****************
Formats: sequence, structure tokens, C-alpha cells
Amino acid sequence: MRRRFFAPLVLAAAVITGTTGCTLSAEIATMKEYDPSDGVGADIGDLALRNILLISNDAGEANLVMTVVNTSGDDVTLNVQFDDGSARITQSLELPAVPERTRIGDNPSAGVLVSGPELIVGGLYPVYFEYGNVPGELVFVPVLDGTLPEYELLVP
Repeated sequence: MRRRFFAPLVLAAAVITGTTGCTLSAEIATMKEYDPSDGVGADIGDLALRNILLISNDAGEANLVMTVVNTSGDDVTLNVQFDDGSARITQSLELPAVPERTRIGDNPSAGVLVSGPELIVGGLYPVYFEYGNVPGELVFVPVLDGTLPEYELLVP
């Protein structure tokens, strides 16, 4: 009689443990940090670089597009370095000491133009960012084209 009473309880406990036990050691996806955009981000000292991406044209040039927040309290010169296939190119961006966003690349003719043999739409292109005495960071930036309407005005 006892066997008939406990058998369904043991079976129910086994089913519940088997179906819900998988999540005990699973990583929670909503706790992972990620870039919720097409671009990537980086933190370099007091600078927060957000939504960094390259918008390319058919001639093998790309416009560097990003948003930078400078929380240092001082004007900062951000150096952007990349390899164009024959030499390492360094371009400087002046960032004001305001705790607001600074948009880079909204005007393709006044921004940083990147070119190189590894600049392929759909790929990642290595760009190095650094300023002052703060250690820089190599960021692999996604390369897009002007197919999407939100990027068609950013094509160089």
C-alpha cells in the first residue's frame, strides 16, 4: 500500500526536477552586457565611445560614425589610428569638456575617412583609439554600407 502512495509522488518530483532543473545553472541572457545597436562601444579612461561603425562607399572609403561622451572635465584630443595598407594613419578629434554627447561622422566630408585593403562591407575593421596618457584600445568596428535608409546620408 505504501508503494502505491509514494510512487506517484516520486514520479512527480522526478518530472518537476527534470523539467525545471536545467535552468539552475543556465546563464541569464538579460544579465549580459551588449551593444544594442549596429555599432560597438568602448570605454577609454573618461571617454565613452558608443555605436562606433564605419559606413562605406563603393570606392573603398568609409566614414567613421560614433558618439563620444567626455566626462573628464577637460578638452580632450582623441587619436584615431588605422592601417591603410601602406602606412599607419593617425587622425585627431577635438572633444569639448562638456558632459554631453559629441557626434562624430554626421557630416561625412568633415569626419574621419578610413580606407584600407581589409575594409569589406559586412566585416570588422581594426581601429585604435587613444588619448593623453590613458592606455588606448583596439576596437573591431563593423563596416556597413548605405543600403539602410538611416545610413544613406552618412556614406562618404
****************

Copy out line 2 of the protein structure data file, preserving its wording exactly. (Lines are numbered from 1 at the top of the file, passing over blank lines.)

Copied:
Amino acid sequence: MRRRFFAPLVLAAAVITGTTGCTLSAEIATMKEYDPSDGVGADIGDLALRNILLISNDAGEANLVMTVVNTSGDDVTLNVQFDDGSARITQSLELPAVPERTRIGDNPSAGVLVSGPELIVGGLYPVYFEYGNVPGELVFVPVLDGTLPEYELLVP